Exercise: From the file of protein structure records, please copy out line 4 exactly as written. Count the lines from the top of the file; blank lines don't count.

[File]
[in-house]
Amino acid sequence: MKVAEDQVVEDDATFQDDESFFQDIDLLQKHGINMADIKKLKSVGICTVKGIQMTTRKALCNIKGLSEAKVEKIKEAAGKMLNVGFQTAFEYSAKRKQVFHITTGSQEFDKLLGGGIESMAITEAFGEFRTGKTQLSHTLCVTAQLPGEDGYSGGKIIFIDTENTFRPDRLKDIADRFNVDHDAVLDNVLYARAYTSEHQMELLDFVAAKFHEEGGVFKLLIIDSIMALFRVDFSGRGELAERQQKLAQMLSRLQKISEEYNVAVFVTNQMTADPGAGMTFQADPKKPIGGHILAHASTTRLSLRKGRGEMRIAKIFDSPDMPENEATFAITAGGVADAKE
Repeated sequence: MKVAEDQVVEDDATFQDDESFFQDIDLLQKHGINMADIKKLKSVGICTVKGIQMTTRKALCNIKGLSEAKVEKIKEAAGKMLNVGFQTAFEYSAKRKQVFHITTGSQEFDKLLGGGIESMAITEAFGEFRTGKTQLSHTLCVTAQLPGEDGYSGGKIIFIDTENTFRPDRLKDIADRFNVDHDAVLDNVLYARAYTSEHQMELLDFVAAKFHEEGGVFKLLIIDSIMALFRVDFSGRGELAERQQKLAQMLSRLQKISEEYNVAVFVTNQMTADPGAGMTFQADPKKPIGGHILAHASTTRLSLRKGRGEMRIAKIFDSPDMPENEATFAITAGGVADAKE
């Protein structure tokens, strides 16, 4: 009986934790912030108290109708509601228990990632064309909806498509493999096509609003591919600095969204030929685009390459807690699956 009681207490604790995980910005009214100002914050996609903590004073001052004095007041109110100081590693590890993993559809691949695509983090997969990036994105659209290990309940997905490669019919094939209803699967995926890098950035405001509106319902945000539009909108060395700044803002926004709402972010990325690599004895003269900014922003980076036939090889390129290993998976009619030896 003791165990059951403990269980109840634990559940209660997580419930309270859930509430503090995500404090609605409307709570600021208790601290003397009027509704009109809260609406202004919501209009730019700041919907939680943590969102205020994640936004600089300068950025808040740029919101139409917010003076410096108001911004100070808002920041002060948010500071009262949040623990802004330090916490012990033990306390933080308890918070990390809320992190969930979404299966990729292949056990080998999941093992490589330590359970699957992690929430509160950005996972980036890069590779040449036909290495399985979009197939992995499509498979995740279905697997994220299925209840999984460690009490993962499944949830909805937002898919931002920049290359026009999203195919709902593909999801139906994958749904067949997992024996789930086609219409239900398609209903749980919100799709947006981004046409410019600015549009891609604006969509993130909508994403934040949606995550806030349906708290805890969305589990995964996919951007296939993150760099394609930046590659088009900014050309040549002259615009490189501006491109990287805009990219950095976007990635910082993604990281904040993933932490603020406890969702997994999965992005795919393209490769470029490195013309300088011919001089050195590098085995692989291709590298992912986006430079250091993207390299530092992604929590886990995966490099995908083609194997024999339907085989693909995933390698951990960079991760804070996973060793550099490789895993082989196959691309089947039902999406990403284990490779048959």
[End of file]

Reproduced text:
């Protein structure tokens, strides 16, 4: 009986934790912030108290109708509601228990990632064309909806498509493999096509609003591919600095969204030929685009390459807690699956 009681207490604790995980910005009214100002914050996609903590004073001052004095007041109110100081590693590890993993559809691949695509983090997969990036994105659209290990309940997905490669019919094939209803699967995926890098950035405001509106319902945000539009909108060395700044803002926004709402972010990325690599004895003269900014922003980076036939090889390129290993998976009619030896 003791165990059951403990269980109840634990559940209660997580419930309270859930509430503090995500404090609605409307709570600021208790601290003397009027509704009109809260609406202004919501209009730019700041919907939680943590969102205020994640936004600089300068950025808040740029919101139409917010003076410096108001911004100070808002920041002060948010500071009262949040623990802004330090916490012990033990306390933080308890918070990390809320992190969930979404299966990729292949056990080998999941093992490589330590359970699957992690929430509160950005996972980036890069590779040449036909290495399985979009197939992995499509498979995740279905697997994220299925209840999984460690009490993962499944949830909805937002898919931002920049290359026009999203195919709902593909999801139906994958749904067949997992024996789930086609219409239900398609209903749980919100799709947006981004046409410019600015549009891609604006969509993130909508994403934040949606995550806030349906708290805890969305589990995964996919951007296939993150760099394609930046590659088009900014050309040549002259615009490189501006491109990287805009990219950095976007990635910082993604990281904040993933932490603020406890969702997994999965992005795919393209490769470029490195013309300088011919001089050195590098085995692989291709590298992912986006430079250091993207390299530092992604929590886990995966490099995908083609194997024999339907085989693909995933390698951990960079991760804070996973060793550099490789895993082989196959691309089947039902999406990403284990490779048959």